You Can’t Do Everything, Even if You Put Your Mind to it

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The emails began pouring in: student government, service opportunities, the school newspaper, work study, men’s rowing, geology club. The million and a half student organizations I signed up for at the involvement fair were sending out their very best GIF-laden emails to draw in as many talented and fresh-faced freshmen as they could to join them in guiding the student body, serving the community and doing…whatever the geology club does.

Every unopened email represented a new door, a new experience, a new opportunity and a new chance to meet new people. At orientation, that stretch of three days where one’s skull is pried open and “GET INVOLVED” is stamped on every available centimeter of pliable freshman brain matter, my orientation leader stressed the importance of being a part of something, of taking advantage of what college has to offer and of squeezing every little modicum of meaning out of these oh-so-precious four years of college.

So I figured I’d go to a few open meetings and fill out a few applications. I’d taste this bowl of porridge or that one to see what wasn’t too hot or too cold. It turns out, however, I’m not quite as picky as Goldilocks.

Before I knew it, I was, to name just a few, acting as president of my dorm, playing a high-commitment sport, working with a charity group and writing for the school newspaper, all on top of an on-campus job. I was wrapped up in just about every student organization on campus besides the geology club, who I hope are still happily doing geology things in my absence. Looking back on that semester, I think I took some classes as well.

Unfortunately, my application for a time-turner was denied (I’m reapplying this semester) and, perhaps more unfortunately, I lacked the time-traveling abilities of 1980s Justice League member Booster Gold–I had to do some research for that reference, my expansive nerdiness only extends so far, and Adam Sandler’s Click seemed like a low-hanging fruit.

So I was stuck, along with the rest of us mere mortals, attempting to fit all of those now-opened emails into a regular 24-hour day. I was (and still am) up at the crack of dawn six days a week, attempting to make a $40,000 engineless boat go fast in water, despite my repeated reminders to the coach that much cheaper, properly motorized boats can go significantly faster with considerably less effort.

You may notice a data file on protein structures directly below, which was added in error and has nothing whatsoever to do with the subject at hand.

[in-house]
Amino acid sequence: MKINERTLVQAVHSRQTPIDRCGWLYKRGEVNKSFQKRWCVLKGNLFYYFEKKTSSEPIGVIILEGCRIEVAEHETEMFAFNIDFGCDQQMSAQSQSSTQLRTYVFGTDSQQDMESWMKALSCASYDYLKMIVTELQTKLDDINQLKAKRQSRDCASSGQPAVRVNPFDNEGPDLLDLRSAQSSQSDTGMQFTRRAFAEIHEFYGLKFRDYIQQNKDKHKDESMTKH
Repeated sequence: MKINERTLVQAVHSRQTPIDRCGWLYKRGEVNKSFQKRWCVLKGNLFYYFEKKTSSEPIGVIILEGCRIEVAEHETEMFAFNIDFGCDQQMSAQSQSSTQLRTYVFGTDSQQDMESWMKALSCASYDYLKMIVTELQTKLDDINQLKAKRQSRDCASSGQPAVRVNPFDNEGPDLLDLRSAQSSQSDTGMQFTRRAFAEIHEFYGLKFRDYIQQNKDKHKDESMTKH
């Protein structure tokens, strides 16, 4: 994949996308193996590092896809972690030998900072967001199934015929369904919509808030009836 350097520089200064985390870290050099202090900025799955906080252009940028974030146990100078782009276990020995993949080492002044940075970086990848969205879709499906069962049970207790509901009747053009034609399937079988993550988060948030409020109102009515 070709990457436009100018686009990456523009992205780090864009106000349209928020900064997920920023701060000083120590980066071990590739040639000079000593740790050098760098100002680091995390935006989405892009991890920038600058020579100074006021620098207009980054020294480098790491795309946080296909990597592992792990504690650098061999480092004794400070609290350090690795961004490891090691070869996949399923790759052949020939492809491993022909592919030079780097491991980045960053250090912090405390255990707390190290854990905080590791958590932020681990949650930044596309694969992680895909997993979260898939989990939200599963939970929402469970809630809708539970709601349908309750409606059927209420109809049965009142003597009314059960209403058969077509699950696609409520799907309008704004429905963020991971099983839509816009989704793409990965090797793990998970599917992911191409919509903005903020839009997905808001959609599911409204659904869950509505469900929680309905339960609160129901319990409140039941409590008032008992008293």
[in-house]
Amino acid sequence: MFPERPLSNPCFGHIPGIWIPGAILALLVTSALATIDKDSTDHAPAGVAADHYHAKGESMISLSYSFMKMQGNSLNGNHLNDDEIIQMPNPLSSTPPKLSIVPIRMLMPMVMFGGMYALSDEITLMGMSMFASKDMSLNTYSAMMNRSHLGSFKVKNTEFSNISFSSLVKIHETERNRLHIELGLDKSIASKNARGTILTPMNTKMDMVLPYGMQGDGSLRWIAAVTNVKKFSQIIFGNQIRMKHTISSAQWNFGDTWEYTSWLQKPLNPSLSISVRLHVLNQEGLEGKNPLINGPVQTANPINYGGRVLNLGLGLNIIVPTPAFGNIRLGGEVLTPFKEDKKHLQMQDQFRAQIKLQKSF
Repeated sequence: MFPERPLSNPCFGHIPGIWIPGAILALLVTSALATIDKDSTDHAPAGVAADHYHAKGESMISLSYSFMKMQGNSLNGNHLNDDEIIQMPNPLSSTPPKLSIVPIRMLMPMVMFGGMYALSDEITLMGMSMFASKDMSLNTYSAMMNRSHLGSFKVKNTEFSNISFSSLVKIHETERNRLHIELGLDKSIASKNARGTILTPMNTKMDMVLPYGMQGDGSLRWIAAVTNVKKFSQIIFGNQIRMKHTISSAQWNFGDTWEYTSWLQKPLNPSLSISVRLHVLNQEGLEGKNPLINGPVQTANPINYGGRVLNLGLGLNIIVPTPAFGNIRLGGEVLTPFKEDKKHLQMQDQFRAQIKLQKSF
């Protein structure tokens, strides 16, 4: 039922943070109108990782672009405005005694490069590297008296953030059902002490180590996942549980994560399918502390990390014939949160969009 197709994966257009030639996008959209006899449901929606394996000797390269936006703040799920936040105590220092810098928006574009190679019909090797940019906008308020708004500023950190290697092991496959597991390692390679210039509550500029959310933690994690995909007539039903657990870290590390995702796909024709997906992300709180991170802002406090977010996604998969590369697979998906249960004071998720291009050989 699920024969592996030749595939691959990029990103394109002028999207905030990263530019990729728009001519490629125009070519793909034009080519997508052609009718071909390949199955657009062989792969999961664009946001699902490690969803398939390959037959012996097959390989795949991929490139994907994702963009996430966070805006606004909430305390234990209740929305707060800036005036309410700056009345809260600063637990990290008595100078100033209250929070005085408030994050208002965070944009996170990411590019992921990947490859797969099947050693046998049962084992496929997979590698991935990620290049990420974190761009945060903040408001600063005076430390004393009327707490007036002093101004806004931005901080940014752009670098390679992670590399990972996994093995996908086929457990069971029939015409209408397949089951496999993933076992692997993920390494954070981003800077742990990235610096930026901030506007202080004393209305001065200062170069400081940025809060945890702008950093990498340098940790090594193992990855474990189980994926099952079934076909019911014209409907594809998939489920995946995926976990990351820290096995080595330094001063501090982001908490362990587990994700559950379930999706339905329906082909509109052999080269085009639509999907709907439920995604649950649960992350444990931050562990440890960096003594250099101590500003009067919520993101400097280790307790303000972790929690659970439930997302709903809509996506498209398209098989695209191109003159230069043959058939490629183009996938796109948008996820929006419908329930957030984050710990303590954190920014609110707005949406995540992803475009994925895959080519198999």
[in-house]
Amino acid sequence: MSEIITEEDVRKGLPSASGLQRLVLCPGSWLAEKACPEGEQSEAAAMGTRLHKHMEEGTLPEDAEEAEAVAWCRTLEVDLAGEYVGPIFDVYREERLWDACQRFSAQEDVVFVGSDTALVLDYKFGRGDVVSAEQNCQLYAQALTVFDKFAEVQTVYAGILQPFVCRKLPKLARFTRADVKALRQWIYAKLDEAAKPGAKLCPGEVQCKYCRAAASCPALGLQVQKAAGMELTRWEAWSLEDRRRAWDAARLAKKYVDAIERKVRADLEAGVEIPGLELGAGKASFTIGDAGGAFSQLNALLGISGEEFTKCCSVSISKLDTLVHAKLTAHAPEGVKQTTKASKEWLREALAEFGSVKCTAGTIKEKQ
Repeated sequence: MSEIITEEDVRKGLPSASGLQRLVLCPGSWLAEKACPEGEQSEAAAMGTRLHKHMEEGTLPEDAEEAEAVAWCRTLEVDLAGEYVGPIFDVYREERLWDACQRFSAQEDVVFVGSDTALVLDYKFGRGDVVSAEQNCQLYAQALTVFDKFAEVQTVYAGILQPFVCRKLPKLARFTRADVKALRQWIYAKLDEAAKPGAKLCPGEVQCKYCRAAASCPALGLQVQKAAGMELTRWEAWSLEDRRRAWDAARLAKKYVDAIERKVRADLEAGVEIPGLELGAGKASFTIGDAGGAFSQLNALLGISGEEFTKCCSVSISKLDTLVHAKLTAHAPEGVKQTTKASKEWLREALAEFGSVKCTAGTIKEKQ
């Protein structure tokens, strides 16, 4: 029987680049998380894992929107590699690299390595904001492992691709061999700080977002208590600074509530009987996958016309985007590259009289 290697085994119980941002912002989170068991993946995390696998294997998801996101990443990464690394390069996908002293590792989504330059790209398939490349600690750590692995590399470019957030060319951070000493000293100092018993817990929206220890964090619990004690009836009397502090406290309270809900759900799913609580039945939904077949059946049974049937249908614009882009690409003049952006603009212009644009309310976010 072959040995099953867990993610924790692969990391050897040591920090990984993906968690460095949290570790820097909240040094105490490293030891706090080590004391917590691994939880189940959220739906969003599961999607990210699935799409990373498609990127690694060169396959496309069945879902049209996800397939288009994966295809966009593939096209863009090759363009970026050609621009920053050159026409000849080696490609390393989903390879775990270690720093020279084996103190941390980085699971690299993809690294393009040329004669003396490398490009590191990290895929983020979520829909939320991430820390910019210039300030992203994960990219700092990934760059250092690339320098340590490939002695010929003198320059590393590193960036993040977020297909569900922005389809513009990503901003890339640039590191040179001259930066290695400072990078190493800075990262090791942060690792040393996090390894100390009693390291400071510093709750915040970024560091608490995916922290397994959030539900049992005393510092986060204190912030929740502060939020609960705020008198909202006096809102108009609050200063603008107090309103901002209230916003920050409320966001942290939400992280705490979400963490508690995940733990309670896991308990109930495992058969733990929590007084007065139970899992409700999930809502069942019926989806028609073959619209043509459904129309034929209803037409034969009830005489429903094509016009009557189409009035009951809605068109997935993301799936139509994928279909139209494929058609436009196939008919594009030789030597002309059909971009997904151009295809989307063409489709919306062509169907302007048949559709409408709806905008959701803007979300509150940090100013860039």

My daytime hours were filled with class, most of which I had no choice but to attend un-showered after practice and my nights were filled with my on-campus job and running to and from club meetings before doing homework late into the night because, you know, academics. Soon I fell into the age-old college student strategy of drinking lots of coffee and never sleeping.

There were some positives to the lifestyle, however. Sprinting across campus during the 10 minute window I might have between, say, class and work, or between work and a club meeting, led to some relatively toned calves, which are, according to The Simpson’s Millhouse, the “hardest place to add mass.” I also think I kind of rocked Peter Parker dark circles from Spiderman 3 on my eyes. On top of that, I had  a lot to talk about when I called home to my grandma.

On the flip side, I was constantly exhausted. I tried to function on the slightly dangerous mixture of roughly four hours of sleep, two or three coffees a day and a 20-minute nap every day for an entire semester. As a result, my academics fell a bit to the wayside. Soon I realized that I had to make a choice; the lifestyle I was living wasn’t sustainable.

I had to decide what was really important to me and instead of half-assing 100 things, to whole-ass just a few. Freshman year was a whirlwind, with seemingly every second of every day requiring me to be somewhere or do something for somebody. I was running head-on into the wind, the kind of wind that suffocates you and doesn’t allow you to breathe.

Eventually, however, I realized it’s OK to turn my head every now and then and slowly take a second for myself to inhale a few deep breaths before continuing to plunge haphazardly into the unknown.

Brian is a junior at Boston College double-majoring in English and Communications, and is currently wondering why he's writing a description of himself in the third person.

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